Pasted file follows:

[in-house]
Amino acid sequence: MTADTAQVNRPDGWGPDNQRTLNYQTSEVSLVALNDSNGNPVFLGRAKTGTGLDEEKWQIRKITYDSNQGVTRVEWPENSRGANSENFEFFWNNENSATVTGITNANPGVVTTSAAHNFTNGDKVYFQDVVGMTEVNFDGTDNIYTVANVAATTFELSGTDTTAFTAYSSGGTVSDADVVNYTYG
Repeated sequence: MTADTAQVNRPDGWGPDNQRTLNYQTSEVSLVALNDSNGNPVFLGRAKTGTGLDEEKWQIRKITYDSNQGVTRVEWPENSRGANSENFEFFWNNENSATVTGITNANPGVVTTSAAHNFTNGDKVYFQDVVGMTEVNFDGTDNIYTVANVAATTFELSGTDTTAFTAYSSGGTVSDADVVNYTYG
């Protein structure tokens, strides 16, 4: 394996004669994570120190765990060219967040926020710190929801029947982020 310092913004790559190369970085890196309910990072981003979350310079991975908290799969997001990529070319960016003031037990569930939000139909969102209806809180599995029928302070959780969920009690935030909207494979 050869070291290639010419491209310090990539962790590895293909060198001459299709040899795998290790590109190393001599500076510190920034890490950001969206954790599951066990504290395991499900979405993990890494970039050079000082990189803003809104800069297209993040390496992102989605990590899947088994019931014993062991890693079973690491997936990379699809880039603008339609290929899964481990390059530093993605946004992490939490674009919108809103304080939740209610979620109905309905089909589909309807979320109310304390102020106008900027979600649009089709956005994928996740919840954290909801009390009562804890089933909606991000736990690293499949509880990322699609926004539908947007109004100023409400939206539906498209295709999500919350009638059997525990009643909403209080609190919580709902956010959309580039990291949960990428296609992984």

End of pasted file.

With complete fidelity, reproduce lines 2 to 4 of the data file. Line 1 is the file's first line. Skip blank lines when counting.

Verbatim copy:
Amino acid sequence: MTADTAQVNRPDGWGPDNQRTLNYQTSEVSLVALNDSNGNPVFLGRAKTGTGLDEEKWQIRKITYDSNQGVTRVEWPENSRGANSENFEFFWNNENSATVTGITNANPGVVTTSAAHNFTNGDKVYFQDVVGMTEVNFDGTDNIYTVANVAATTFELSGTDTTAFTAYSSGGTVSDADVVNYTYG
Repeated sequence: MTADTAQVNRPDGWGPDNQRTLNYQTSEVSLVALNDSNGNPVFLGRAKTGTGLDEEKWQIRKITYDSNQGVTRVEWPENSRGANSENFEFFWNNENSATVTGITNANPGVVTTSAAHNFTNGDKVYFQDVVGMTEVNFDGTDNIYTVANVAATTFELSGTDTTAFTAYSSGGTVSDADVVNYTYG
């Protein structure tokens, strides 16, 4: 394996004669994570120190765990060219967040926020710190929801029947982020 310092913004790559190369970085890196309910990072981003979350310079991975908290799969997001990529070319960016003031037990569930939000139909969102209806809180599995029928302070959780969920009690935030909207494979 050869070291290639010419491209310090990539962790590895293909060198001459299709040899795998290790590109190393001599500076510190920034890490950001969206954790599951066990504290395991499900979405993990890494970039050079000082990189803003809104800069297209993040390496992102989605990590899947088994019931014993062991890693079973690491997936990379699809880039603008339609290929899964481990390059530093993605946004992490939490674009919108809103304080939740209610979620109905309905089909589909309807979320109310304390102020106008900027979600649009089709956005994928996740919840954290909801009390009562804890089933909606991000736990690293499949509880990322699609926004539908947007109004100023409400939206539906498209295709999500919350009638059997525990009643909403209080609190919580709902956010959309580039990291949960990428296609992984």